NEW YORK (Reuters) - Lawyers for investors accusing several major banks of conspiring to rig silver prices are seeking to add five new defendants to the case, based what they call “smoking gun” evidence they obtained from Deutsche Bank AG following a settlement.
In papers filed in Manhattan federal court on Wednesday, the lawyers sought to revive previously-dismissed claims against UBS AG UBSG.S and add Barclays Plc BARC.L, BNP Paribas SA BNPP.PA, Standard Chartered Plc STAN.L and Bank of America Corp BAC.N as defendants.
The newly cited evidence was produced by Deutsche Bank after it reached a $38 million settlement in the case earlier this year. The plaintiffs said the evidence showed the new defendants engaged in collusive price manipulation.
UBS said in a statement that it believed the plaintiffs’ claims had “no merit.” Representatives for the other banks either declined to comment or did not respond to requests for comment.
In their proposed revised complaint, the investors claim Deutsche Bank, HSBC Holdings Plc HSBA.L, Bank of Nova Scotia BNS.TO and others rigged prices of silver and silver financial instruments through a secret daily meeting called the Silver Fix.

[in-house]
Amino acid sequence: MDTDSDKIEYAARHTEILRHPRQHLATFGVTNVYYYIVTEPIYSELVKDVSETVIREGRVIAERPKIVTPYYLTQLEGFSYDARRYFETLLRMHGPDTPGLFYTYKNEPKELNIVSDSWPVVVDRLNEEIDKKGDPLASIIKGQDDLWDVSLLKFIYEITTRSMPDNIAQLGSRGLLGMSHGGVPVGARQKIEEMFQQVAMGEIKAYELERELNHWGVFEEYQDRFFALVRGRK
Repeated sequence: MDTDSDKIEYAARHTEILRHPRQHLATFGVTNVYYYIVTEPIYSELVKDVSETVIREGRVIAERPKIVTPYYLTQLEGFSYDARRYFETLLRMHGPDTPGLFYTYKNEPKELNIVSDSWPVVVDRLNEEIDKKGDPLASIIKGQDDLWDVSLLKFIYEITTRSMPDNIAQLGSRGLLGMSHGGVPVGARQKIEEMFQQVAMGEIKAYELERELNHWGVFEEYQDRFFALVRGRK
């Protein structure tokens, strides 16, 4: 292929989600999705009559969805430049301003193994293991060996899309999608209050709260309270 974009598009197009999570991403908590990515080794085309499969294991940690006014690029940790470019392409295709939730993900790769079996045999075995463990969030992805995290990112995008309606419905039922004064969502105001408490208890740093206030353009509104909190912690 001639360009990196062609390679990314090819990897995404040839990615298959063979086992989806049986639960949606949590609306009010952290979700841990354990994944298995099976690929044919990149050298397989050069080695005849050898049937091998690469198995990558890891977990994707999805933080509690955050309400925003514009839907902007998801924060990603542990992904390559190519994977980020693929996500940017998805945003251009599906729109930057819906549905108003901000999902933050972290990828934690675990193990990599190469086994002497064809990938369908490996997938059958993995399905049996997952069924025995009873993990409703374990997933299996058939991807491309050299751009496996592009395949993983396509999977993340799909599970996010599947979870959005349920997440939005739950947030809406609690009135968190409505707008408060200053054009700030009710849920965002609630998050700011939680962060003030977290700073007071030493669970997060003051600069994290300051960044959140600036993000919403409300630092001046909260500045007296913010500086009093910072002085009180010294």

The plaintiffs, who are seeking court permission to file the revised complaint, said more than 350,000 pages of documents and 75 audio tapes that Deutsche Bank produced, including electronic chats involving silver traders, backed up their claims.
In October, U.S. District Judge Valerie Caproni dismissed UBS from the case, saying there was nothing showing it manipulated prices, even if it benefited from distortions. But she allowed the investors to file a revised lawsuit against UBS.
The plaintiffs in Wednesday’s filing said the Deutsche Bank evidence showed UBS was a “major participant” in the scheme to manipulate prices and that two of its traders communicated directly with two Deutsche Bank traders.
The case is In re: London Silver Fixing Ltd Antitrust Litigation, U.S. District Court, Southern District of New York, No. 14-md-02573.
Reporting by Nate Raymond in New York; Editing by Lisa Von Ahn
Our Standards: The Thomson Reuters Trust Principles.